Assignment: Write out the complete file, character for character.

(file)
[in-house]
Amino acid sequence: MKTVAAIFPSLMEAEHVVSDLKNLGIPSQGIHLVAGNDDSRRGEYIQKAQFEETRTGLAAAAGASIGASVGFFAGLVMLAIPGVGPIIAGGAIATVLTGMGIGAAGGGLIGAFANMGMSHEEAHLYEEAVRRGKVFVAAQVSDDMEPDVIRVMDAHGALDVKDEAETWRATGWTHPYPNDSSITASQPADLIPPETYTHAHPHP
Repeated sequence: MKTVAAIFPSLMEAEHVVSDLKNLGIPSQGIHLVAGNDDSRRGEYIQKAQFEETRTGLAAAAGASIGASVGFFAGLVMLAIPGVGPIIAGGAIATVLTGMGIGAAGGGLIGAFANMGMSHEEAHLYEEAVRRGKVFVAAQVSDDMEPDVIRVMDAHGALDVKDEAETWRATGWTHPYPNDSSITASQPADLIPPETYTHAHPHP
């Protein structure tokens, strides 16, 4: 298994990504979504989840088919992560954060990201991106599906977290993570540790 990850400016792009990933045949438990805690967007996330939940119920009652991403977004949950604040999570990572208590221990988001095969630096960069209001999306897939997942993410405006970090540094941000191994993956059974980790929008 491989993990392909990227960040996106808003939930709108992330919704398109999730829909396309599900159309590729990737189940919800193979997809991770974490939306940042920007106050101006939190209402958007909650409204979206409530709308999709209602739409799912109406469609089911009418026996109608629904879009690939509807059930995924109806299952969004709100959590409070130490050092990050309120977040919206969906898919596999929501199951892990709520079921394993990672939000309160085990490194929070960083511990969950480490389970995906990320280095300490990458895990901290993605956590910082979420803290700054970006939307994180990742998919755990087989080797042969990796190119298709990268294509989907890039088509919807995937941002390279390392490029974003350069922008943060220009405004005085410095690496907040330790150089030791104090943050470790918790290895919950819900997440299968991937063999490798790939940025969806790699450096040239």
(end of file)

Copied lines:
[in-house]
Amino acid sequence: MKTVAAIFPSLMEAEHVVSDLKNLGIPSQGIHLVAGNDDSRRGEYIQKAQFEETRTGLAAAAGASIGASVGFFAGLVMLAIPGVGPIIAGGAIATVLTGMGIGAAGGGLIGAFANMGMSHEEAHLYEEAVRRGKVFVAAQVSDDMEPDVIRVMDAHGALDVKDEAETWRATGWTHPYPNDSSITASQPADLIPPETYTHAHPHP
Repeated sequence: MKTVAAIFPSLMEAEHVVSDLKNLGIPSQGIHLVAGNDDSRRGEYIQKAQFEETRTGLAAAAGASIGASVGFFAGLVMLAIPGVGPIIAGGAIATVLTGMGIGAAGGGLIGAFANMGMSHEEAHLYEEAVRRGKVFVAAQVSDDMEPDVIRVMDAHGALDVKDEAETWRATGWTHPYPNDSSITASQPADLIPPETYTHAHPHP
């Protein structure tokens, strides 16, 4: 298994990504979504989840088919992560954060990201991106599906977290993570540790 990850400016792009990933045949438990805690967007996330939940119920009652991403977004949950604040999570990572208590221990988001095969630096960069209001999306897939997942993410405006970090540094941000191994993956059974980790929008 491989993990392909990227960040996106808003939930709108992330919704398109999730829909396309599900159309590729990737189940919800193979997809991770974490939306940042920007106050101006939190209402958007909650409204979206409530709308999709209602739409799912109406469609089911009418026996109608629904879009690939509807059930995924109806299952969004709100959590409070130490050092990050309120977040919206969906898919596999929501199951892990709520079921394993990672939000309160085990490194929070960083511990969950480490389970995906990320280095300490990458895990901290993605956590910082979420803290700054970006939307994180990742998919755990087989080797042969990796190119298709990268294509989907890039088509919807995937941002390279390392490029974003350069922008943060220009405004005085410095690496907040330790150089030791104090943050470790918790290895919950819900997440299968991937063999490798790939940025969806790699450096040239």